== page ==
Vesak: Birth of the Enlightened One-by Ven. Kumbuke Visuddhi Citta Thera 

Vesak: Birth of the Enlightened One-by Ven. Kumbuke Visuddhi Citta Thera 

Vesak: Birth of the Enlightened One-by Ven. Kumbuke Visuddhi Citta Thera 

Birth of Prince Siddhartha

Source:Dailynews

“Sukho Buddhanam uppado – sukha Saddhamma desana”

“Happy is the arising of the Buddhas – Happy is the teaching of the Dhamma” (Dhammapada – Buddha Vagga – verse 16)

Having lived in the Tusitha heaven the Bodhisattva was reborn among the humans, receiving the name ‘Siddhartha’, which means ‘One who renders a noble service to the world’. His mother was Queen Mahamaya and His father was King Suddhodana. Prince Siddhartha’s Birth, Enlightenment and Relinquishment or Maha Parinirvana (the Great Demise) took place on a Vesak Full Moon Day. These three memorable events that happened to take place in the life of this great personality are known as ‘the three hallowed events’ in His life.

The Bodhisattva’s appearance in the human plane took place attributing to the fulfilment of five conditions namely time, country, and continent, race and mother. Soon after His birth, He is said to have stepped over the petals of seven lotus flowers. History records that thereupon the little prince had exclaimed,

“I am the chief in the world, There is no equal to me, I am Supreme; this is my last birth; No rebirth for me.”

Rejoicing over this occasion King Suddhodana summoned several erudite scholars to the palace. They were asked to predict the future of the little prince. Most of them held the opinion that the prince would either become ‘a great monarch’ and rule over the country or renounce worldly life and become ‘a Buddha’. However, the youngest scholar called ‘Kondanna’ announced enthusiastically that the prince would certainly become ‘a Buddha’ and it happened just as he predicted.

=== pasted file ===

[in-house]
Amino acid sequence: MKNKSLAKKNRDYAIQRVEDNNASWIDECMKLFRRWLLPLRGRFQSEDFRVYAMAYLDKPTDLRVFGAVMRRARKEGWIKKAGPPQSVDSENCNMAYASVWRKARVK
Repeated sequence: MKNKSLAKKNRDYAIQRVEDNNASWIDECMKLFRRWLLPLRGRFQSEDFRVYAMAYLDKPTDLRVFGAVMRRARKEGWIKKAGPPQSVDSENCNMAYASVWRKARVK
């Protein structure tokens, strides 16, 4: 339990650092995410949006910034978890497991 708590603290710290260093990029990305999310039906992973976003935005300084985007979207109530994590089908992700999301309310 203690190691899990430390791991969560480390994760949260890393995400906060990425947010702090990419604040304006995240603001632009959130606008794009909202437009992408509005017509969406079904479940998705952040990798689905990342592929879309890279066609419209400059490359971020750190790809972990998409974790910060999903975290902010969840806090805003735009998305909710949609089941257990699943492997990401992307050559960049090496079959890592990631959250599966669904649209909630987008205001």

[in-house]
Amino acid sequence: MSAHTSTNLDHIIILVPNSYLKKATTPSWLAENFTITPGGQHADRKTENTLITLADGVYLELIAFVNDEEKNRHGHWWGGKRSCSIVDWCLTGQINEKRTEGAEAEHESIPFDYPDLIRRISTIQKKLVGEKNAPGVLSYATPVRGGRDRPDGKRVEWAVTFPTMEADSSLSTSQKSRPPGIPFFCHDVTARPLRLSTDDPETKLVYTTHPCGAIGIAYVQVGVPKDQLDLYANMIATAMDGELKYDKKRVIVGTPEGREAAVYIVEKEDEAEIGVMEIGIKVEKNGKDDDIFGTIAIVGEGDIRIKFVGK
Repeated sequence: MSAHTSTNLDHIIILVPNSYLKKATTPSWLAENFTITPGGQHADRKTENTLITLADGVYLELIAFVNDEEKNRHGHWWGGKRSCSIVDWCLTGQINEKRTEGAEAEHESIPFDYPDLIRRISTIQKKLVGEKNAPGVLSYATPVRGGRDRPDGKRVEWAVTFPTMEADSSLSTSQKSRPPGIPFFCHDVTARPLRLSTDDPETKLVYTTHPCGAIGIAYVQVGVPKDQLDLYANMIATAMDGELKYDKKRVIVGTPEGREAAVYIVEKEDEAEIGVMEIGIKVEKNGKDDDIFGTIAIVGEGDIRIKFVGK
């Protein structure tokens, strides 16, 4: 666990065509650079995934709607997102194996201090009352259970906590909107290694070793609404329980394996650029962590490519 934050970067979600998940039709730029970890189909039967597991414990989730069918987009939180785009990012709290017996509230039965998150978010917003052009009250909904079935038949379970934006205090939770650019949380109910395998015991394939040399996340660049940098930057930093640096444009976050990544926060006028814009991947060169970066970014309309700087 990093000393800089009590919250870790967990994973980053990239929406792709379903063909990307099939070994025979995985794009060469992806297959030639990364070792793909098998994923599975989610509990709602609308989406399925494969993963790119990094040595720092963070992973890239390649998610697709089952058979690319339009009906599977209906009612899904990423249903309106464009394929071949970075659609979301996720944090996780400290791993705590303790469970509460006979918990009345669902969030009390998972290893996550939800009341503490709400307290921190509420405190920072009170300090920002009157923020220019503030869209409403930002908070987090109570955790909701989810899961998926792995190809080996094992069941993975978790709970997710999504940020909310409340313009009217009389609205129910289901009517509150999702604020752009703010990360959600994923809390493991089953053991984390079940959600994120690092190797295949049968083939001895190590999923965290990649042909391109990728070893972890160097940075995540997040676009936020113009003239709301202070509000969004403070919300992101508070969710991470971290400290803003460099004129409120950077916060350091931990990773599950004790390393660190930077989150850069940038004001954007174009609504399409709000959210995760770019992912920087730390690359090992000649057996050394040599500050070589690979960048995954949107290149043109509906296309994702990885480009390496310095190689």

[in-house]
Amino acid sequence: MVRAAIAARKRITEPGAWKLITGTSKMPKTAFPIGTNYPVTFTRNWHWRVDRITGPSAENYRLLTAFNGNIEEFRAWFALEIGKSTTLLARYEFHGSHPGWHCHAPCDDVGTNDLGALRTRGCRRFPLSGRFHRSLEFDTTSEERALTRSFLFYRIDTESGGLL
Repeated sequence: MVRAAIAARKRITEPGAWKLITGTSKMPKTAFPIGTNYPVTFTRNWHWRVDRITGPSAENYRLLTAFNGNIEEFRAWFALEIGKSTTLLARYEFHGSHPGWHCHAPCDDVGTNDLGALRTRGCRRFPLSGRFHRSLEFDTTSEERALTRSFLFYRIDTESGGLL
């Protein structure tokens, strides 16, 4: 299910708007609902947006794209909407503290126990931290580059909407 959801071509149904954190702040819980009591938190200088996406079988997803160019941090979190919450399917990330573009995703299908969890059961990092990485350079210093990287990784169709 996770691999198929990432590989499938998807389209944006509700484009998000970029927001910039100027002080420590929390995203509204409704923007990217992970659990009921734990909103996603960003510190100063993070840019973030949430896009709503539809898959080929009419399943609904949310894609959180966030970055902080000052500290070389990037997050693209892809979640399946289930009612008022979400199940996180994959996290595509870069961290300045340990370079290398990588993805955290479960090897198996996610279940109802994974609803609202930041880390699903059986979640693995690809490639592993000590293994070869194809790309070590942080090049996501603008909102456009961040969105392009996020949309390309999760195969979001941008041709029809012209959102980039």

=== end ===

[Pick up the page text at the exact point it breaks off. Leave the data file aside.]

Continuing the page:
It is said that through a very long period of countless aeons of time, the Bodhisattva, the Buddha-to-be had earnestly cultivated ‘Paramis’ (Perfections) in order to attain supreme enlightenment and become ‘Samma Sambuddha’.

Arts and skills

Since childhood Prince Siddhartha showed compassion and kindness to all living beings. He was clever in mastering various kinds of arts and skills too. At the age of sixteen, Prince Siddhartha got married to a princess called Yasodara. In course of time, she gave birth to a little prince and he was given the name ‘Rahula’.

One day, the sight of four signs made Prince Siddhartha feel disillusioned about worldly life. They were an old man, a sick person, a corpse and a mendicant. Consequently, at the age of twenty-nine, Prince Siddhartha’s ‘Great Renunciation’ took place on an Asela Full Moon Day. During His quest for truth, He came across the religious teachers Alara Kalama and Uddakaramaputta. The hermit ‘Siddhartha’ spent a period of about six long years in the forest practising ‘self-mortification’ but to no avail.